Years as workhorse back have Smith riding bench


November 27, 1996|By Vito Stellino | Vito Stellino,SUN STAFF

It never happened to the likes of Jim Brown, Walter Payton, Tony Dorsett and Franco Harris.

But Emmitt Smith, who is generally rated in their league among the best running backs of all time, was benched Sunday, in his seventh season at age 27, by Dallas Cowboys coach Barry Switzer.

After gaining 18 yards in 11 carries in the 20-6 loss to the New York Giants, Smith came to the sidelines after losing a shoe. He was never put back in.

Switzer, who compared it to changing pitchers in baseball, said: "It doesn't make any difference who you are or what you've been. Coaches make decisions, and we think the bottom line is to win. We put a guy out there thinking he'll have a chance to do something. Emmitt's hurt. I think he is a step slower. I think there's no question he hasn't been himself."

Smith, who won the rushing title in four of his first six seasons while averaging 4.5 yards a carry, is averaging 3.7 this season.

Although he requested an MRI Monday on his ailing right ankle that revealed there's no structural damage, there's little question that the wear and tear has taken its toll.

Smith had no comment Monday at Cowboys headquarters but didn't complain after the game.

"I'm not going to create a big commotion," he said.

He then added, "I'm quite disappointed, very disappointed."

But it was probably just as much the resting of an injured player as a benching.

"He's been hurt all season," said running backs coach Joe Brodsky. "He got hurt in training camp, and he kept getting it hurt. He won't say anything to anyone about it."

The problem is the Cowboys have never gotten a quality backup for Smith.

Sherman Williams replaced him, carried once for 8 yards, missed a pass-blocking assignment that led to a sack and lined up once in a wrong formation.

Smith will be back in the starting lineup for the team's Thanksgiving Day game against the Washington Redskins, but the Cowboys have to wonder if Smith will ever be the back he once was.

The Cowboys just let Smith carry too much of a load over the years. Except in 1993, when he missed the first two games in a holdout, he's carried at least 365 times in the regular season since his second year. He's also caught at least 49 passes. He's also carried 279 times in the playoffs and caught 37 passes.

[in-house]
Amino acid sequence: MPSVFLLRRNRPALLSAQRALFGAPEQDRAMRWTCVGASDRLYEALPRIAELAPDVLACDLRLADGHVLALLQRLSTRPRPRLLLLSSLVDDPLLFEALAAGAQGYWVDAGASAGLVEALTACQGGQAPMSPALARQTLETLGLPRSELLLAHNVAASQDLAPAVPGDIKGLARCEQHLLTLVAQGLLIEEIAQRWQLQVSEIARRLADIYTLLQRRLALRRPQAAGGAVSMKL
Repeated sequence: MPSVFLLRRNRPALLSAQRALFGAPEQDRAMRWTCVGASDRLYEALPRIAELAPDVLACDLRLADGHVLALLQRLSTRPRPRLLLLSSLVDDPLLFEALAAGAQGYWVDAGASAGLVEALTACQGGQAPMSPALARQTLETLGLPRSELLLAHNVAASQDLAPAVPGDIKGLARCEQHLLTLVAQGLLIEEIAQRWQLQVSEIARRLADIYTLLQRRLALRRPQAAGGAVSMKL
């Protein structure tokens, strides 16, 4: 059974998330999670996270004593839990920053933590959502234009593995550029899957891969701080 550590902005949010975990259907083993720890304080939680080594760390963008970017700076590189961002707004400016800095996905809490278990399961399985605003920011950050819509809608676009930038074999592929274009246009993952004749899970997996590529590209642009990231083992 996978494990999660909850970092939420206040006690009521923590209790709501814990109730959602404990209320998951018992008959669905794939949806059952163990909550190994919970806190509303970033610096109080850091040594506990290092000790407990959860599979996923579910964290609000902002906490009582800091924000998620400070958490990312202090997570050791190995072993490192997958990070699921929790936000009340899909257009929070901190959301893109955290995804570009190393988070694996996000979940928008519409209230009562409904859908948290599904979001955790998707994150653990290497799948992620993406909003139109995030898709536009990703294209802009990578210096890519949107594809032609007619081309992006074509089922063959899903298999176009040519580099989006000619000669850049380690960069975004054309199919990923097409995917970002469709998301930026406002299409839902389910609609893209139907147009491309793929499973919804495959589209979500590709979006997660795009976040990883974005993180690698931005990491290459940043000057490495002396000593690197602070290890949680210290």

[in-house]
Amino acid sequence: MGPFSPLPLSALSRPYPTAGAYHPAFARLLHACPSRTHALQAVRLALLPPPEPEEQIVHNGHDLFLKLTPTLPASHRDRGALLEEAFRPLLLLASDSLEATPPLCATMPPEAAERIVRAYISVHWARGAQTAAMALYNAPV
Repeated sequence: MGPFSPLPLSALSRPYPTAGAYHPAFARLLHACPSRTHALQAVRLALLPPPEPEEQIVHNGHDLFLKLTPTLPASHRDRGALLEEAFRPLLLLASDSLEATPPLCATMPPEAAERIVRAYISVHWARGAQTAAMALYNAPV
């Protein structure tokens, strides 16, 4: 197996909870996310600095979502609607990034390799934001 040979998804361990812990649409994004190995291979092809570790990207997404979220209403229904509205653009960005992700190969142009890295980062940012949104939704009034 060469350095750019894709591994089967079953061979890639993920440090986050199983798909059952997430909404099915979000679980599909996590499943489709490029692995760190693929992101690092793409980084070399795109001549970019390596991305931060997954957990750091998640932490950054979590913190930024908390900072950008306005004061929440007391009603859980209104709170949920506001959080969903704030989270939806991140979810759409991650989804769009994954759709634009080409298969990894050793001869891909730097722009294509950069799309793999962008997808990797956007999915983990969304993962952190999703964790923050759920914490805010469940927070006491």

Smith loved the role of being the main man, but he's paying the price for it now.

Typical Tomczak

Mike Tomczak likes to damn himself with faint praise.

"I've said I'm not a perfect quarterback, but I'm not the worst that has ever played the game," the Pittsburgh Steelers journeyman said Monday after the Steelers edged the Miami Dolphins, 24-17.

It was a typical game for the quarterback who threw three interceptions against Cincinnati two weeks ago in a 31-24 loss and completed seven passes in a 28-3 victory over Jacksonville last week.

He threw an interception that Calvin Jackson returned for a touchdown and lost a fumble as the Steelers fell behind 14-3.

But with the game tied 17-17 in the fourth quarter, the Steelers ran the ball seven straight times to set up a third-and-eight at the Miami 20.

He called time out, and the Steelers called a play they had worked on all week, a naked bootleg with only one receiver, Ernie Mills, in the pattern. Terrell Buckley and Louis Oliver ran into each other and Mills was wide open.

"We kind of caught them off balance. It was wonderful," Tomczak said of his only fourth-period November pass completion.

"I'm a fighter," Tomczak said.

Meanwhile, Dan Marino brought the Dolphins back to the Steelers' 7 but couldn't tie it despite three chances.

For one game, Tomczak not only wasn't the worst ever, but he also bested one of the best ever.

Esiason his old self

Boomer Esiason, who was supposed to be washed up at age 35 when he was benched after three games, has suddenly found the fountain of youth.

He's passed for 522, 260 and 337 yards the past three weeks and suddenly has the 6-6 Arizona Cardinals in the playoff hunt.

Don't laugh. If the Cardinals win three of their last four against Minnesota, Dallas, Washington and Philadelphia, they'll probably make it. They've beaten the Redskins and Eagles.

Esiason said he's reminded of the team chemistry the 1988 Cincinnati Bengals had when they went to the Super Bowl.

"Sitting in those films and watching guys make plays, nobody is frowning or pouting that they're not getting the ball. There is genuine sincerity for each other. LeShon [Johnson] had a fumble, and everybody felt bad about that. But the next series, LeShon is 30 yards downfield blocking for Rob Moore. Those things lead to winning," Esiason said.

But Esiason is preaching caution. "We have not arrived. We're going well and we have a nice thing going, so I just caution everybody not to bite into any of that stuff. You have to do it for the long-term a la the Cowboys, the 49ers, the Bills. Those are the teams that can deal with what's in the future," he said.

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